Deep in its ridges and valleys, the Texas Hill Country has spectacular seasonal color—if you know where to look.
Our cell phones hadn't had a lick of service since we'd passed the last gas station at least 30 miles back. No pings or rings of new emails and texts piercing the air, just a downloaded Willie Nelson album playing on a loop. It had also been a while since we'd made any turns or seen any other cars. Each side of the curving road was lined with untouched grassy terrain and the occasional herd of cows or bison behind fences, with no people in sight—until a sign eventually pointed us in the right direction: Utopia, Texas. My road trip pal and I were on the hunt for fall color in what seemed like the most unlikely place. But then we saw red.
When people think of Texas, "fall" and "color" might not be the first two words that come to mind—"desert" and "scorpions," maybe. But the Hill Country, an exception, is renowned for having enough elevation and greenery to deserve its name. People come here to explore the winery trail in Fredericksburg or go tubing down the river in New Braunfels. There isn't nearly as much talk about the one-stop towns settled deep in the region, the ones with limited cell service, like Utopia. Remarkably, many Texans have never been to this rural area or even heard about the two state parks nestled covertly into the wild landscape.
Little do they know that this is where autumn puts on one of its final and most surprising shows.
Long after the GPS had stopped working, Utopia came into view like a humble mirage. The strip of shops and diners could be missed in a blink, but the options are more than sufficient for the size of the constituency, which hasn't grown much since Utopia was established in the late 1800s. The town's population rings in at a whopping 167. For this small crook of Texas Hill Country, that's big. There's a sign that greets visitors with a somewhat ambiguous message: "Welcome to Utopia, a paradise. Let's keep it nice."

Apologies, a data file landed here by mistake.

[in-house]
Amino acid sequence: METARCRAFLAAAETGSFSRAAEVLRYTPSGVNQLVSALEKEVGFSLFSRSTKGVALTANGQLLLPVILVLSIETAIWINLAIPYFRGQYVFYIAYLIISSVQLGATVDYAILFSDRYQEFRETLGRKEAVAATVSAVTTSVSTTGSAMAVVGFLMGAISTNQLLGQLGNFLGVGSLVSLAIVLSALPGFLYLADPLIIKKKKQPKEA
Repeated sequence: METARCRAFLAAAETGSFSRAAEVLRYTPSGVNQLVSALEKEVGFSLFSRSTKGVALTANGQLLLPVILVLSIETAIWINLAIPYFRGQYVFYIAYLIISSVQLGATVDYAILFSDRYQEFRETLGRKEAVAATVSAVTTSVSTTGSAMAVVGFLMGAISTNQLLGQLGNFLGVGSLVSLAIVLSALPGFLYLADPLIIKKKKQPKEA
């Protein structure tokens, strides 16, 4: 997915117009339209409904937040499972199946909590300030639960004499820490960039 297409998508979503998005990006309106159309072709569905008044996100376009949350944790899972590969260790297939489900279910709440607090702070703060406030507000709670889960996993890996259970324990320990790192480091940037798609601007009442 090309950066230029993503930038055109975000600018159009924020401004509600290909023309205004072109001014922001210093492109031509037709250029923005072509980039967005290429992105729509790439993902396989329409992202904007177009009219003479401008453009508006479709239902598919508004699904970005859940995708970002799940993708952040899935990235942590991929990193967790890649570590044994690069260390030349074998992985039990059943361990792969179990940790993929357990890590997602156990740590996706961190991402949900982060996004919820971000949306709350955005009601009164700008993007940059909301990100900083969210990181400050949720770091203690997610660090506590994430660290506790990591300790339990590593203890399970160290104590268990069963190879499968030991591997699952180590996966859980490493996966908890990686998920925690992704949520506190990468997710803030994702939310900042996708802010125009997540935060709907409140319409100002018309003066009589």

Anyone passing through town is likely here for two reasons: Lost Maples State Natural Area and Garner State Park. Utopia is located smack-dab in the middle of the protected sites, with each around the same distance from the main drag in perpendicular directions. If you're ambitious, you can visit both destinations in a day. After remaining little-known and crowd-free spots for decades, they've both seen surges of visitors in recent years, thanks partly to a larger public turnout at national and state parks in general. That and people have found out about the fall color.
Lost Maples State Natural Area
"Once the pandemic started, our tourism increased quite dramatically," says Lisa Fitzsimmons, who has been Lost Maples State Natural Area's superintendent for four years. "It pushed everybody outside to go seek something new."
At nearly 3,000 acres, Lost Maples State Natural Area contains the headwaters of the Sabinal River and trails that lead up to views of undisturbed rolling hills. Each year, once the leaves have already changed and dropped to the ground in heaps throughout most of North America, the park's famed bigtooth maples begin their show. Bursting into brilliant shades of red, orange, and yellow during late October and November, they descend upon their hot, dry surroundings like a seasonal miracle.
"This park is 43 years old," says Fitzsimmons. "When it first opened in 1979, it was a sleepy little place. Not a lot of people knew about it, and really only the locals were aware of the maple trees in this canyon." A Texas Hill Country native, she lived in the area at the time. "I came here a month after it opened, and there wasn't anyone around," she recalls.
Biologists would say that bigtooth maples aren't even really supposed to be in this part of the state, objectively speaking, but these hardy trees are survivors from the Ice Age that first covered the continent over two million years ago and lasted until about 10,000 years ago. After the planet started thawing and warming up, they evolved to survive in hotter temperatures, mirroring a long-held Texas attitude of resilient stubbornness.